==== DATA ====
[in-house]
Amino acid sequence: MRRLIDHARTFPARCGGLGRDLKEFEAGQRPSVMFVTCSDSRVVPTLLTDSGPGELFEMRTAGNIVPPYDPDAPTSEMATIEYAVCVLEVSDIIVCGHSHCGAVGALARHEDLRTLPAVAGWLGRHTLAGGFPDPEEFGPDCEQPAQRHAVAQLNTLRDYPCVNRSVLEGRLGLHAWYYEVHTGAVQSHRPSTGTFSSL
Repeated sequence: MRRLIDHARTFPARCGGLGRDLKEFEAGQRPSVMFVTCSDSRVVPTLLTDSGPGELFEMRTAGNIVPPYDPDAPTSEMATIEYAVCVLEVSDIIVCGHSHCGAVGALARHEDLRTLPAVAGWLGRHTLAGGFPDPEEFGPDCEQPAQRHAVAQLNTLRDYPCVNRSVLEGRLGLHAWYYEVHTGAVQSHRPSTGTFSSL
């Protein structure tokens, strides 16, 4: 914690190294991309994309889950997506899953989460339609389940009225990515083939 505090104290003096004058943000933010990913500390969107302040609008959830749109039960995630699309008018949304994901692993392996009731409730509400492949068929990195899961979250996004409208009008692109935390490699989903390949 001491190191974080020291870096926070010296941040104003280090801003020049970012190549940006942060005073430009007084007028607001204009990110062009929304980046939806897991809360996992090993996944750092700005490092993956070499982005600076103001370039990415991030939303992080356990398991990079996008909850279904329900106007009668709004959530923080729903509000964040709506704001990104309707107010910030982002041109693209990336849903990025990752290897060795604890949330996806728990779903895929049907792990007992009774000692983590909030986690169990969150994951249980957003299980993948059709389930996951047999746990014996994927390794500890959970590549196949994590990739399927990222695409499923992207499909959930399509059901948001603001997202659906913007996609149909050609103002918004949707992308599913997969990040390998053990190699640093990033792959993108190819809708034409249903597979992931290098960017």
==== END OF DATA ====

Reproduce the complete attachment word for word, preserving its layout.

[in-house]
Amino acid sequence: MRRLIDHARTFPARCGGLGRDLKEFEAGQRPSVMFVTCSDSRVVPTLLTDSGPGELFEMRTAGNIVPPYDPDAPTSEMATIEYAVCVLEVSDIIVCGHSHCGAVGALARHEDLRTLPAVAGWLGRHTLAGGFPDPEEFGPDCEQPAQRHAVAQLNTLRDYPCVNRSVLEGRLGLHAWYYEVHTGAVQSHRPSTGTFSSL
Repeated sequence: MRRLIDHARTFPARCGGLGRDLKEFEAGQRPSVMFVTCSDSRVVPTLLTDSGPGELFEMRTAGNIVPPYDPDAPTSEMATIEYAVCVLEVSDIIVCGHSHCGAVGALARHEDLRTLPAVAGWLGRHTLAGGFPDPEEFGPDCEQPAQRHAVAQLNTLRDYPCVNRSVLEGRLGLHAWYYEVHTGAVQSHRPSTGTFSSL
């Protein structure tokens, strides 16, 4: 914690190294991309994309889950997506899953989460339609389940009225990515083939 505090104290003096004058943000933010990913500390969107302040609008959830749109039960995630699309008018949304994901692993392996009731409730509400492949068929990195899961979250996004409208009008692109935390490699989903390949 001491190191974080020291870096926070010296941040104003280090801003020049970012190549940006942060005073430009007084007028607001204009990110062009929304980046939806897991809360996992090993996944750092700005490092993956070499982005600076103001370039990415991030939303992080356990398991990079996008909850279904329900106007009668709004959530923080729903509000964040709506704001990104309707107010910030982002041109693209990336849903990025990752290897060795604890949330996806728990779903895929049907792990007992009774000692983590909030986690169990969150994951249980957003299980993948059709389930996951047999746990014996994927390794500890959970590549196949994590990739399927990222695409499923992207499909959930399509059901948001603001997202659906913007996609149909050609103002918004949707992308599913997969990040390998053990190699640093990033792959993108190819809708034409249903597979992931290098960017």